The Stories Behind Our Doors

Some days can be really hard. Once, soon after I moved to a new neighborhood, I was walking with a friend who knew almost everyone on the street. She helped me make new friends in the area and one day she told me, “You might not be able to tell it from the outside looking in, but you should always remember that there’s a heartache behind every door.”

I learned over time how right she was. There are so many kind, generous people who have come to mean a great deal to my family. From the outside, so many of them look like they live perfect lives. They put on their Sunday clothes to go to church every week. They teach Sunday School. They smile and wave at strangers driving through the neighborhood. They help their kids with homework.

What you can’t tell from the front doors, is that one mother has cancer, one has a son struggling with depression, and one has a child who was kidnapped by his dad. One person has Lyme disease, a couple of them have MS, another woman left an abusive husband. One man just lost his job, a little boy is autistic, a family had a baby die. There is a heartache behind every door.

But I learned something else. There are a stories of faith, endurance and hope behind those doors. One mom learned how to cook a special diet and watched her children’s health dramatically improve. One woman saw her marriage improve in ways she never expected as she renewed her commitment to her personal faith practices. A man started his own business and mentored others to succeed for themselves. A woman found courage to leave a dangerous situation. A mother reached out to comfort and help other families who have suffered great loss. One family mowed the lawn of a neighbor who was going through a medical challenge. All summer. They mowed their neighbor’s lawn all summer long.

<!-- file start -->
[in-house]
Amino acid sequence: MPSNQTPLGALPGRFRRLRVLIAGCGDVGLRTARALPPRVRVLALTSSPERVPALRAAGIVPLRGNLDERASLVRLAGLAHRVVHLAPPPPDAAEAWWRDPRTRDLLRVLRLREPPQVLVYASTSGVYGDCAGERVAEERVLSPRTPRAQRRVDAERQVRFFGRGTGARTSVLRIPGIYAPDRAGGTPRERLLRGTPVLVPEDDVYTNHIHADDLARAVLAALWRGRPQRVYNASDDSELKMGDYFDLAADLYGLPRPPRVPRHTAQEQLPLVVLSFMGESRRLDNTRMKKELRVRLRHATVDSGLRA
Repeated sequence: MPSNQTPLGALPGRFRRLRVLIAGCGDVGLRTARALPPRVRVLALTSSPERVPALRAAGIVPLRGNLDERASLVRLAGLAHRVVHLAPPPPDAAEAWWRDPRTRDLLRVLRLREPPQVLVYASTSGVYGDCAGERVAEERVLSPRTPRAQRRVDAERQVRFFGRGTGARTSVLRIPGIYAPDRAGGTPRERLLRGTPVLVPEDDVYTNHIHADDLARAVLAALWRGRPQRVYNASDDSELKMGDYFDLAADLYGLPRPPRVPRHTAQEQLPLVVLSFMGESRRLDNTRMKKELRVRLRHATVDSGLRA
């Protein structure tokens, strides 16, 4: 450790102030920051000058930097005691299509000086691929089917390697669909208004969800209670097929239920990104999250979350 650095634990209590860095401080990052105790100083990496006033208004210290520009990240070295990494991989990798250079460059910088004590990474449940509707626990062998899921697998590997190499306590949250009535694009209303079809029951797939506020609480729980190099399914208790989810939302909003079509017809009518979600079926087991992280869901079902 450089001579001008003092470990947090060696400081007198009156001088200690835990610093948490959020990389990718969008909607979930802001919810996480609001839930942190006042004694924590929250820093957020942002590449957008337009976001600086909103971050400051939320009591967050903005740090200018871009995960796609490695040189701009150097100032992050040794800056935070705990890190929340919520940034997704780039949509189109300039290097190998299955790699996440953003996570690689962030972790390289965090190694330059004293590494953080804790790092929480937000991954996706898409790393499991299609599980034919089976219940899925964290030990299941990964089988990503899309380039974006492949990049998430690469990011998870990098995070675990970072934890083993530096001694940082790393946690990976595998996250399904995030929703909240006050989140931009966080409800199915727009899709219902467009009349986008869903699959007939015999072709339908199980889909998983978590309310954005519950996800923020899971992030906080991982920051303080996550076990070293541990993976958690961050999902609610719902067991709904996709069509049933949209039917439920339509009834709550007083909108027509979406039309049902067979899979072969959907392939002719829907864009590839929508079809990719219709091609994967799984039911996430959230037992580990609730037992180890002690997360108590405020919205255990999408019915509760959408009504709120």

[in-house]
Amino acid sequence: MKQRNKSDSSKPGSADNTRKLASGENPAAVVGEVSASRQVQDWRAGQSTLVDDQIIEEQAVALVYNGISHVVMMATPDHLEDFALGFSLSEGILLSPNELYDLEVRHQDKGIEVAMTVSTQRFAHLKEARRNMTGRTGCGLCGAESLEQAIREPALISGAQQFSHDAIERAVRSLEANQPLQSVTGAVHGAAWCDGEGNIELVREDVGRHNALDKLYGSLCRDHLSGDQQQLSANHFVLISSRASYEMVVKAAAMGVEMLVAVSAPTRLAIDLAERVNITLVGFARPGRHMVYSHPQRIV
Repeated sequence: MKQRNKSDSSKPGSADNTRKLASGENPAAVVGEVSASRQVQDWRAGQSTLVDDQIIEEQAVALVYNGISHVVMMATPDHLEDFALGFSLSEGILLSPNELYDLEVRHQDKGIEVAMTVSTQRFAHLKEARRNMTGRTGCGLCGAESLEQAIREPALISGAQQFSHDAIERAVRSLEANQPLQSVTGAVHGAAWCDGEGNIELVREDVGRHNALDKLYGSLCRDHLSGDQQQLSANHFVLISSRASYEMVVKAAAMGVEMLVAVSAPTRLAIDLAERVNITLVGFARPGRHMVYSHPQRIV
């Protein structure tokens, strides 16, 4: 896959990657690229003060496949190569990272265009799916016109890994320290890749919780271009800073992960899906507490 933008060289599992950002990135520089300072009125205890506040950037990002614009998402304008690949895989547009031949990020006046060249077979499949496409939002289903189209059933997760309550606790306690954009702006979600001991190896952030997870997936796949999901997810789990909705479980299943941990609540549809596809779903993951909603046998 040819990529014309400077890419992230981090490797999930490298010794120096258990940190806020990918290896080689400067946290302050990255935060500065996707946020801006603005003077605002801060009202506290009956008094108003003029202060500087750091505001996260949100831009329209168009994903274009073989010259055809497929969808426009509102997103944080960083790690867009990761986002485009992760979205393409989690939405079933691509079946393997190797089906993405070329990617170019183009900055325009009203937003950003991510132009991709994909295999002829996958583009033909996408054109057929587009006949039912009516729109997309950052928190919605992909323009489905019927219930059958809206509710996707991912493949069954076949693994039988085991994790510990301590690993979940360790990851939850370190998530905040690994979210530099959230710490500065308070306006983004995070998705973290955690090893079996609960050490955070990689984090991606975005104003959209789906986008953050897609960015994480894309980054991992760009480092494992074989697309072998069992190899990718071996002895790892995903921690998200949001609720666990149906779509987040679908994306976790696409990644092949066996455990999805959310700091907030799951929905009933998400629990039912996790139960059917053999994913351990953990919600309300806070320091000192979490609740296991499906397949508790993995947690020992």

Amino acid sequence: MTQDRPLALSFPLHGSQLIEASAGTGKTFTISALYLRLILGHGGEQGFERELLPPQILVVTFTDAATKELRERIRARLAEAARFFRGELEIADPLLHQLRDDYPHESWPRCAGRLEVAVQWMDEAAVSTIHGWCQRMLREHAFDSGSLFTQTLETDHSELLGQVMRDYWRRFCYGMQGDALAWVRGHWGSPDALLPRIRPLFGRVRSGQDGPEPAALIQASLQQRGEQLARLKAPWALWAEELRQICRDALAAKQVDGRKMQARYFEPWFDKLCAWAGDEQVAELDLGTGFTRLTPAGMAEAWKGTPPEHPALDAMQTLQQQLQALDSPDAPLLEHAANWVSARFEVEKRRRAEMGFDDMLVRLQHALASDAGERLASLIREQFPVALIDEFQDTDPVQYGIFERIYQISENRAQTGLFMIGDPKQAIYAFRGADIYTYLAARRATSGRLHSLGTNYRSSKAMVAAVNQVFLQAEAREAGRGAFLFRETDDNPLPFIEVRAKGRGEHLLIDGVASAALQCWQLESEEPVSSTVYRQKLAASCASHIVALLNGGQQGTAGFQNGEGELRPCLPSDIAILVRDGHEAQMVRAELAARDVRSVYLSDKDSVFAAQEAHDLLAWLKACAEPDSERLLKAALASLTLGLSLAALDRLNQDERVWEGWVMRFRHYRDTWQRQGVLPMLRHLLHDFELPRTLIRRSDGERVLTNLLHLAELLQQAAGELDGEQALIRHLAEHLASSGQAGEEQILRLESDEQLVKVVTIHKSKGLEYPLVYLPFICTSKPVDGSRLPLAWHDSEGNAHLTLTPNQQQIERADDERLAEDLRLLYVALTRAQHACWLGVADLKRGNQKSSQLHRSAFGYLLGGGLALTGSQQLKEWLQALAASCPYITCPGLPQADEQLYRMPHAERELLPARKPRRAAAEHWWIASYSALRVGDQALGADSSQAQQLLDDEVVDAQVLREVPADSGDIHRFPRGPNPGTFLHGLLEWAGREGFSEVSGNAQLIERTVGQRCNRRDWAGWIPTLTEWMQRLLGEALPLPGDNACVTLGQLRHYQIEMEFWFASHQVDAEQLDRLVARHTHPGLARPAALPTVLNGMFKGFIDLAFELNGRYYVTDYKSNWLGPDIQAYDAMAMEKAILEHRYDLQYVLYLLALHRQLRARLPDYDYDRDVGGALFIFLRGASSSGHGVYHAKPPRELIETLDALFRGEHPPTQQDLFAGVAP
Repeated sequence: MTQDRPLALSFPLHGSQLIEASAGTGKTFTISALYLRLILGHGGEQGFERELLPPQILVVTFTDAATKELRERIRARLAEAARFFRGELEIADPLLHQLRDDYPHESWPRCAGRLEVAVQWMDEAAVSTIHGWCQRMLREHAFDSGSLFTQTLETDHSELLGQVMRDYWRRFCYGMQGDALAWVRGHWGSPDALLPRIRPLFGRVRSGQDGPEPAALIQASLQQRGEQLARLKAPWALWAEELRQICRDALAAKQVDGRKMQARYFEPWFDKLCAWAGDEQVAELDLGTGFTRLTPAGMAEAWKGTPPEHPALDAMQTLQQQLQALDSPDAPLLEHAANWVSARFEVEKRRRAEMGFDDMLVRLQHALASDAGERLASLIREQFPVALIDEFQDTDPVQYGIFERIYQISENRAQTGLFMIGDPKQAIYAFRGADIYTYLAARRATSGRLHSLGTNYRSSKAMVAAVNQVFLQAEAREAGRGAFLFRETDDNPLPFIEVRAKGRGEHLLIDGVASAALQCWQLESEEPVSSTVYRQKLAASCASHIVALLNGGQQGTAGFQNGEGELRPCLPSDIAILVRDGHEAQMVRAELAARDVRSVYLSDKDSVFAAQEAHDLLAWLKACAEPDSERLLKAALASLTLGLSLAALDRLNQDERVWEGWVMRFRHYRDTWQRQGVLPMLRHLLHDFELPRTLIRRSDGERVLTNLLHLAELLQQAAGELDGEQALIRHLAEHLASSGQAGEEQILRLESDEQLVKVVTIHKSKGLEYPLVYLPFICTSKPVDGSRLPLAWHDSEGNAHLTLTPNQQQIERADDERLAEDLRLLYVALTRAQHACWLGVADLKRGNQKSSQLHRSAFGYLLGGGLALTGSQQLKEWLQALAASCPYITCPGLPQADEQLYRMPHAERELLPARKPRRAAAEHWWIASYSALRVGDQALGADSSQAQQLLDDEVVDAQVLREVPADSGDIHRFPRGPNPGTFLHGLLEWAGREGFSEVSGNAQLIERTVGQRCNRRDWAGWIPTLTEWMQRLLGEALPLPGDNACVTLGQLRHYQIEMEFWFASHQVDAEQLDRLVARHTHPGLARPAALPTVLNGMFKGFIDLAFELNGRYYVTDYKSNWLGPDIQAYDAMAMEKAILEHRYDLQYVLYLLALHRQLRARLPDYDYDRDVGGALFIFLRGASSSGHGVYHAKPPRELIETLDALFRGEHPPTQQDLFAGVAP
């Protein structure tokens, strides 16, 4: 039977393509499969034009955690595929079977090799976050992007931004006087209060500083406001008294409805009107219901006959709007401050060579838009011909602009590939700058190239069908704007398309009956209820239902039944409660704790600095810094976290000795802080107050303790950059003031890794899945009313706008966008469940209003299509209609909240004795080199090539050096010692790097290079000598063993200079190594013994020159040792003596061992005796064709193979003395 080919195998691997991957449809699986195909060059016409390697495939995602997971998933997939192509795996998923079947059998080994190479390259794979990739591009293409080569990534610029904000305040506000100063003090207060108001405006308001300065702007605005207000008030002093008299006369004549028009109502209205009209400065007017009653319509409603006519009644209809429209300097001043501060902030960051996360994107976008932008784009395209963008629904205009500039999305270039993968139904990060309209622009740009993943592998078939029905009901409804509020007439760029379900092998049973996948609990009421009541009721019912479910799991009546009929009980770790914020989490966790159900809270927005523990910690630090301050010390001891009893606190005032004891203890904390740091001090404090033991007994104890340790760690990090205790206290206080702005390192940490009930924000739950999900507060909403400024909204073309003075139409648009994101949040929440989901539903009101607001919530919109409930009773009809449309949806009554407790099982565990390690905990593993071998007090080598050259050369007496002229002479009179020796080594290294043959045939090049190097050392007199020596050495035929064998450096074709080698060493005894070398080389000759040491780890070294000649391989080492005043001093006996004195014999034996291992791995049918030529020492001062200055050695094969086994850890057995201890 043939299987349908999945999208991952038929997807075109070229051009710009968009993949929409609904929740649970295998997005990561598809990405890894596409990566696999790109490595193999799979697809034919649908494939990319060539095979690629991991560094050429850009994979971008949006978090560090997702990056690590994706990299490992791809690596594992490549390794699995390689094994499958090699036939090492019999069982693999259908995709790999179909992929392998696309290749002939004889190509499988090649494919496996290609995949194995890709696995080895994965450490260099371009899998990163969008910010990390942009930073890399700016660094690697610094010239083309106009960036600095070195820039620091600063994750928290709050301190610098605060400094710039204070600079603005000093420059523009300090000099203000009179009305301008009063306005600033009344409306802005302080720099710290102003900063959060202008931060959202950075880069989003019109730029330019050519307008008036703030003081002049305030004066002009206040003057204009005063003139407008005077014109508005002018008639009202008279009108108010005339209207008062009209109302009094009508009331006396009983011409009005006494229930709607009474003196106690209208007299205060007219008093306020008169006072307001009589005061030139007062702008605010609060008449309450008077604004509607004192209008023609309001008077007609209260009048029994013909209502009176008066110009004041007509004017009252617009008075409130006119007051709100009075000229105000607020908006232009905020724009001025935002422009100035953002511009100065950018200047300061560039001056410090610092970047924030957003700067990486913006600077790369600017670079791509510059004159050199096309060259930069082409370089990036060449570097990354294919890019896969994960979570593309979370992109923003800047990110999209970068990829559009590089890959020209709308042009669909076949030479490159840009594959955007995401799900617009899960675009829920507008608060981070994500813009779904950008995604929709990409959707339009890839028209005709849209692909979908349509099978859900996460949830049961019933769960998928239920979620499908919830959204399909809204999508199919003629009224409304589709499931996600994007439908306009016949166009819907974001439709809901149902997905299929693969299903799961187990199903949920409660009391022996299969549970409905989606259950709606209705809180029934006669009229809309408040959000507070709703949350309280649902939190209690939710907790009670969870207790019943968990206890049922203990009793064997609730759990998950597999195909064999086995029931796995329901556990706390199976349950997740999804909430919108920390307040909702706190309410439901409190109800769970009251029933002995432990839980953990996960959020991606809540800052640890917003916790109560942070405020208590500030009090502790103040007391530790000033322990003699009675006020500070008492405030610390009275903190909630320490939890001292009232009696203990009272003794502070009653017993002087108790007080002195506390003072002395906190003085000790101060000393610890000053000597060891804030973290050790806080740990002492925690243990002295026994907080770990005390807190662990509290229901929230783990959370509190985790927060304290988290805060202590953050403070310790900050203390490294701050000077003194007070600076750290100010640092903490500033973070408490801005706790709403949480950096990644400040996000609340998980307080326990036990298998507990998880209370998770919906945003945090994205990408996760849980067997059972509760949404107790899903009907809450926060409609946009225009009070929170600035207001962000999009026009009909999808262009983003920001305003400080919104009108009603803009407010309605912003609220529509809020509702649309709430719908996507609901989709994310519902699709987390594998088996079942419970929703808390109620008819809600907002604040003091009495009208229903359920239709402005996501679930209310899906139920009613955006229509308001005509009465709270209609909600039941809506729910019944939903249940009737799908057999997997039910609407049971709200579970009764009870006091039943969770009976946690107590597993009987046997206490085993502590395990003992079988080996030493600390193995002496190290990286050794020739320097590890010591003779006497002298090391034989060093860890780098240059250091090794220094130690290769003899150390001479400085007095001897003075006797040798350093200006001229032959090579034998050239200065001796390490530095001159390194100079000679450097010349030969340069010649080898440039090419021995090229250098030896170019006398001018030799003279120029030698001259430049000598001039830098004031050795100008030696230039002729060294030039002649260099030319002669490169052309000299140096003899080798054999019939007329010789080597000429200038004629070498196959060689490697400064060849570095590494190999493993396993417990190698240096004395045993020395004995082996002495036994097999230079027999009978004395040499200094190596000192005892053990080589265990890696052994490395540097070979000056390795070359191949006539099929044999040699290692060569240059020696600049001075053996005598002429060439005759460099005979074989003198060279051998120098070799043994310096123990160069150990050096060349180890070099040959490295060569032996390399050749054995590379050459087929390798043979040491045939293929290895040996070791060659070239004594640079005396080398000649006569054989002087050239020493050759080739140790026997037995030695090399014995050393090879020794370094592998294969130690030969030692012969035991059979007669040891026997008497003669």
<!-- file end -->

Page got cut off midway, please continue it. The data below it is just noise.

Hope comes from unexpected sources, but I think most often it comes from people around us. We draw strength from each other. Somehow knowing the trials a neighbor has and helping them in ways large or small, makes our own challenges more bearable. Seeing others triumph over a bad day, week, or year, gives us hope that we can endure and come out better on the other side as well.

So today, I just want to speak hope to someone who might be struggling. Hold on. You can get through the challenge you are facing today. You only have to take the next step. One at a time. Breathe the next breath. Remember you are loved. If you think no one loves you, reach out. Talk to a neighbor. Visit with someone at the library. Listen to someone else’s story. Donate some time. Or blood. Call someone you haven’t spoken to in a long time. Read to a child. Hug an old person. Pray for someone. You can do this. God will help you, or He’ll send someone to help you see your way through this day.

And tomorrow? God’s got a plan for that, too. Remember you’re not alone. Heartache and hope are close traveling companions. I know this because I live behind a door, too.


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